We, as edtech leaders and classroom teachers, must explore pathways where assessments support teaching and learning in the 21st century. According to Matt Renwick, Author and Principal of Mineral Point Unified School District, WI, in a recent edWebinar, complex authentic student learning experiences require complex assignments that not only demonstrate content knowledge but should also gauge enthusiasm, communication skills and habits of mind. Authentic assessments are always about the connections we make with students, each other, and the broader community as indicated in a Gallup poll. Only 47% of secondary students surveyed reported being engaged, enthusiastic and committed to their learning. Students who were able to agree with the statements, “my school strongly is committed to building the strengths of each student,” and, “I have at least one teacher who makes me excited about the future,” were 30 times more likely to be engaged at school when compared with students who strongly disagreed with the same items.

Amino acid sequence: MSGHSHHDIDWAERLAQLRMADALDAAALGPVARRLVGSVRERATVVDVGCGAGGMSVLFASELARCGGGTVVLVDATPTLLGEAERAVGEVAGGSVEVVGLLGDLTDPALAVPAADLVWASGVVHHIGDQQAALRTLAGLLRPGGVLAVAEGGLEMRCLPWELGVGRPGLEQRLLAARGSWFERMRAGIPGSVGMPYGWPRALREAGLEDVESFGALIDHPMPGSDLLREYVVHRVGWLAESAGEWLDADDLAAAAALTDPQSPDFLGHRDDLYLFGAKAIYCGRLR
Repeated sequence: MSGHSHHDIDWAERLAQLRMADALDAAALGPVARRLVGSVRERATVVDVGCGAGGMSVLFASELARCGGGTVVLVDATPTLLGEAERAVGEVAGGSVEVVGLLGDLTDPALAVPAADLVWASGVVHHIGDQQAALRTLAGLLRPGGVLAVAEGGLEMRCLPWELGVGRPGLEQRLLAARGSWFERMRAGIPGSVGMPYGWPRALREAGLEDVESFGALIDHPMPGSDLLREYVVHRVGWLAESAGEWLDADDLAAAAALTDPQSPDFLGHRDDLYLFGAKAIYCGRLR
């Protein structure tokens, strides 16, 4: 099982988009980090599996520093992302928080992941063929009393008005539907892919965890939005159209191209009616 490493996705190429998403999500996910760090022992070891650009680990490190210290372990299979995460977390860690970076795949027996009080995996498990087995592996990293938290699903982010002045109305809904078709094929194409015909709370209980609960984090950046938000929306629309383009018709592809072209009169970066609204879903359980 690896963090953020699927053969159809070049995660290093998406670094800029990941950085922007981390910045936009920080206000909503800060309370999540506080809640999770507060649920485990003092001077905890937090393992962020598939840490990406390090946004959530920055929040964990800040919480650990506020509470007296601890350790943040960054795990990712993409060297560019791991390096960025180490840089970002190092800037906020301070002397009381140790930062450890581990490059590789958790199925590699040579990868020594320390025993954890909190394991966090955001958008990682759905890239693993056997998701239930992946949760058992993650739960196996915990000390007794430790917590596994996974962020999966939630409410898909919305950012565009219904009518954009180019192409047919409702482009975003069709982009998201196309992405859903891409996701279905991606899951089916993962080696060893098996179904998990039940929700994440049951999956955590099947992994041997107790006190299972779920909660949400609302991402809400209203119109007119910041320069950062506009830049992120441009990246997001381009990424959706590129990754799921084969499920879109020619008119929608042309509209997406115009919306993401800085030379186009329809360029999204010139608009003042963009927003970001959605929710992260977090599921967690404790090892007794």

CASEL, The Collaborative for Academic, Social, and Emotional Learning, defines social and emotional learning (SEL) as the “process through which children and adults understand and manage emotions, set and achieve positive goals, feel and show empathy for others, establish and maintain positive relationships and make responsible decisions.” SEL can be the underpinning of every action a principal or classroom teacher makes about their campus, classroom or environment for students. According to Jeff Goelitz, Director of Education at HeartMath Institute, during a recent edWebinar, SEL affects everything from systems and structure to climate, culture, and academics. “Everyone” is interested in SEL and buying into the theory and the models but the how can be a daunting challenge as school districts try to make it a priority. Rachelle H. Finck, Coordinator Social and Emotional Learning for Round Rock ISD, TX, remarks that when SEL programs are planned with intention, they become more of a philosophy than a black binder program.